Taming the Data Monster

May 9, 2016
With the right strategy and tools, you can master your data and put it to work improving business performance.

Factories today are smarter than ever before. Intelligent motors, smart drives, safety PLCs, sensor networks¾the connected devices in the industrial Internet of Things are on track to reach 48.2 billion installed by 2025. Much of the value of these devices lies in their ability to communicate, delivering frequent updates about their status, performance, and availability. They generate vast amounts of data, the majority of it a variations on "I'm fine, I'm fine, I'm truly fine, I'm very fine, I’m oh so fine, thanks for asking.” As with those 1950s creature features with ants the size of pickup trucks, something easily managed when it's small can be downright monstrous when it gets too big. That onslaught of data from the production floor can attack your budget, piling up charges for engineering hours, storage hardware, energy to run that hardware, space for the hardware, and network bandwidth.

The sheer volume also introduces the risk that all of those messages (“I’m still fine”) will overshadow an anomalous reading that might otherwise allow you to catch a fault before it happens. Fortunately, a careful data strategy coupled with visualization tools can help you tame the data monster and convert all of those bits and bytes into actionable insights.

Have a Plan

The first step in taming the data monster is to avoid creating the monster in the first place. Although it can be tempting to monitor everything you can in the spirit of keeping your options open, that approach is counterproductive. It’s better to begin with a single issue, identify the data necessary to address it, and craft a solution. Maybe the goal is to track energy consumption for each machine or to compare operational equipment effectiveness (OEE) from facility to facility. By executing your initial project, you and your team will learn the process. You’ll develop the skill set necessary to attack future problems, because solving one issue inevitably leads to identifying new ones.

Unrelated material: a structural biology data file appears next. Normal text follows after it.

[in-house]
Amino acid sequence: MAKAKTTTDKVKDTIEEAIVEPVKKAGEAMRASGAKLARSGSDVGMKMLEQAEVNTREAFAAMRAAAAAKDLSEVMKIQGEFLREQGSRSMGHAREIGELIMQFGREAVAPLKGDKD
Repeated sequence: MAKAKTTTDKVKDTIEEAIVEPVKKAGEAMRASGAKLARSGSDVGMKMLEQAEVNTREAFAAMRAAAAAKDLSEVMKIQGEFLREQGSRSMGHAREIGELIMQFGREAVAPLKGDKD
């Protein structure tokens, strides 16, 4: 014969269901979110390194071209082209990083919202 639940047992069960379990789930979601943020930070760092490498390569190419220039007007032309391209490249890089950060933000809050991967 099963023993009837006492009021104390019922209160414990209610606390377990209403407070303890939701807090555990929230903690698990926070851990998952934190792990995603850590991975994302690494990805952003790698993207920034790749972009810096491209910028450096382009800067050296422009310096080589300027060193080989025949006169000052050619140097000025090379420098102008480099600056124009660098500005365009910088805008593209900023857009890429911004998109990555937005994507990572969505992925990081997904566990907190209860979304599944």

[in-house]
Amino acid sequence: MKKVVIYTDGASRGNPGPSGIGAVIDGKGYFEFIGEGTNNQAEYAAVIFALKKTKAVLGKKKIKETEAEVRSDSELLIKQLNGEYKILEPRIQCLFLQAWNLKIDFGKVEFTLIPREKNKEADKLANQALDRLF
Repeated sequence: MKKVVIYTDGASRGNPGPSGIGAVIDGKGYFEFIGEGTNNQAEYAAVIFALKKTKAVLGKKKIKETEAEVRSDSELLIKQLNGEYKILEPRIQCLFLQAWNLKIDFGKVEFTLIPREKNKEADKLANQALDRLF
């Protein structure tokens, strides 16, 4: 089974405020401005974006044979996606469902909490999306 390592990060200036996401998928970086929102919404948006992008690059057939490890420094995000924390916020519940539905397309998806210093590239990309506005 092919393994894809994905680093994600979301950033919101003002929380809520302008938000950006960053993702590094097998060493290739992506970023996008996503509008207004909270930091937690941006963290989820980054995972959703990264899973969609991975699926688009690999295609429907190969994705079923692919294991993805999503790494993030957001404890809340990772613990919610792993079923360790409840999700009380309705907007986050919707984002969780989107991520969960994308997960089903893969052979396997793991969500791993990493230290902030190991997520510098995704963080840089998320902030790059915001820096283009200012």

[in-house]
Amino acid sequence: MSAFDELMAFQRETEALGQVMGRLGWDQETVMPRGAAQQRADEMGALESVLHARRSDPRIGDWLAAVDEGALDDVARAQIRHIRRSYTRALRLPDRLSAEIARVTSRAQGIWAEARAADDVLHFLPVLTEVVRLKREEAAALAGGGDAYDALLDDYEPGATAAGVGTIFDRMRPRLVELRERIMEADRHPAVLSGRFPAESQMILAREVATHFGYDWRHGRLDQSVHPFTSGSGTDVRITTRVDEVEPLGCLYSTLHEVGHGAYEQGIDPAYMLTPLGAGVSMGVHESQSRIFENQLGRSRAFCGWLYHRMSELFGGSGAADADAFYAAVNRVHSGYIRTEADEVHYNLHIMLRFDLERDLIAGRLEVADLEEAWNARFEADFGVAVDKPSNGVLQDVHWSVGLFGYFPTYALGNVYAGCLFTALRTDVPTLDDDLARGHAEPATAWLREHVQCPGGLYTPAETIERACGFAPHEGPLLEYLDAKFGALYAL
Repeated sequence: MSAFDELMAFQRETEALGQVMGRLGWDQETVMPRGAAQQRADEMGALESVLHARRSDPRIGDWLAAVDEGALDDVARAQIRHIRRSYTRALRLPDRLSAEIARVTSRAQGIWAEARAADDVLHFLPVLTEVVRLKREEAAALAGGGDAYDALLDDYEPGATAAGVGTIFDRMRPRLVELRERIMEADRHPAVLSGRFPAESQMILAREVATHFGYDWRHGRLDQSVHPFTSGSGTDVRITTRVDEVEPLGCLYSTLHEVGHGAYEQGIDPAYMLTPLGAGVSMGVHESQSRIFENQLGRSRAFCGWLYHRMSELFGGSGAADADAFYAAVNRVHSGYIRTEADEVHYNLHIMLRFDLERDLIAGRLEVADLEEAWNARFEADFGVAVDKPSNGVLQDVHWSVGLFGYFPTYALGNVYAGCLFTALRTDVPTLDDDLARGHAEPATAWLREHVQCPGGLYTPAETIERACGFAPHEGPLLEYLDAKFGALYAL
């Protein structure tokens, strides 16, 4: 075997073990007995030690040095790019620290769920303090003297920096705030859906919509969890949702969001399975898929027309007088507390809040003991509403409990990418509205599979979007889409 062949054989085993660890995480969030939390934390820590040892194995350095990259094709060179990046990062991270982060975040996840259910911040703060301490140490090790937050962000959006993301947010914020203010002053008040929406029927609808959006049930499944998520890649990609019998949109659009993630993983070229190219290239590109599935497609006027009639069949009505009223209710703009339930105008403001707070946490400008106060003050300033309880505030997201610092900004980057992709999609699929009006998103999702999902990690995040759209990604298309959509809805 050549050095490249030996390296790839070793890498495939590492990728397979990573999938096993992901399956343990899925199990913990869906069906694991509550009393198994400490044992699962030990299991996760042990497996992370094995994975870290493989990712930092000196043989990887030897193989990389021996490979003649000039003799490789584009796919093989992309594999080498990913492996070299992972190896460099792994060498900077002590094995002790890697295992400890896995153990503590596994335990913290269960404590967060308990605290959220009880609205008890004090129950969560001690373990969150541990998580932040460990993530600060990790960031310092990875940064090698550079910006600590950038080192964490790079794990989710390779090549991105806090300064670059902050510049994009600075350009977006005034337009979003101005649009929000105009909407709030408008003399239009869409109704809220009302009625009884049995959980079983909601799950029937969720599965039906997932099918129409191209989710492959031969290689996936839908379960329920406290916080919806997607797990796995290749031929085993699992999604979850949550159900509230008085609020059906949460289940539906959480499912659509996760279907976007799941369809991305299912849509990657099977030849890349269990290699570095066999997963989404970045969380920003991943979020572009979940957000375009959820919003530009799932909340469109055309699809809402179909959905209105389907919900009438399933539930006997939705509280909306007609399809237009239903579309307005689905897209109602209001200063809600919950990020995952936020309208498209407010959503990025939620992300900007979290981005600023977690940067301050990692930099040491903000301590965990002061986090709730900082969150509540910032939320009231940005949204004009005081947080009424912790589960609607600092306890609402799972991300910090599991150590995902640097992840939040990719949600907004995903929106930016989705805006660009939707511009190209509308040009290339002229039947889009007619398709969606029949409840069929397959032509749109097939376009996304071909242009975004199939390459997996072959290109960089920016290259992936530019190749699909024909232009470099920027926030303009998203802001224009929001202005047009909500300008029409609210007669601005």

Visualization applications are aimed at distilling down masses of data and making it consumable by the greatest number of job roles throughout the organization. To fulfill that task, first and foremost it needs to capture input in quasi-real time from assets across the enterprise. In addition to manufacturing equipment, the system should be able to monitor support systems like cooling towers, chillers, boilers, and air-handling units.

The goal is to uncover hardware, production, and supply-chain trends that can be used to optimize performance at all levels. Fault-detection software, for example, leverages fault-detection algorithms and preset thresholds to more efficiently identify unusual behavior and potentially problematic trends. It might reveal that the machine has a new resonant frequency that indicates a mechanical problem in the making or that a drive is drawing progressively higher current and needs to be checked. Timely access to that type of information can enable quick action to prevent line stoppage.

Fast access to insights

The true value of visualization lies in presenting key performance indicators in a way that enables stakeholders to easily access it in context and take action. Maintenance might need to see faults, error codes and spares inventory on a tablet, for example, whereas a facilities manager may be more interested in viewing energy consumption and throughput on their laptop. Applications built for specific analysis and reporting purposes like quality, energy, and fault management are designed to take very large amounts of data and put them into formats that are easily digestible and actionable. Alternatively, developer tools are designed to simplify and speed the process of building home-grown versions.

Modern graphics packages can be used to develop rich, immersive 3-D renderings. This isn’t just restricted to data plots. These suites can create detailed models of the assets on the factory floor, linked to status information and performance data. Users can scan and zoom to view different equipment, clicking to drill down into quantitative information. More sophisticated versions combine the plant model with satellite mapping data to enable management to monitor widely-separated assets at a glance, pinpointing the location of faults in seconds.

Consider alarm management for a global food and beverage company. Imagine that you could view a world map that marks each facility with a colored dot (green, yellow, red) to show the operating status. When you see a red dot marking the Peoria plant, you click on it to access the 3-D model, which shows that the bottling line is shut down. By zooming in, you can see that one of the doors on the machine is ajar. The software doesn’t just streamline diagnostics, it enables you to see how long the line has been down and how much production has been lost. You can also check the status of other plants to see whether they can make up for the shortfall.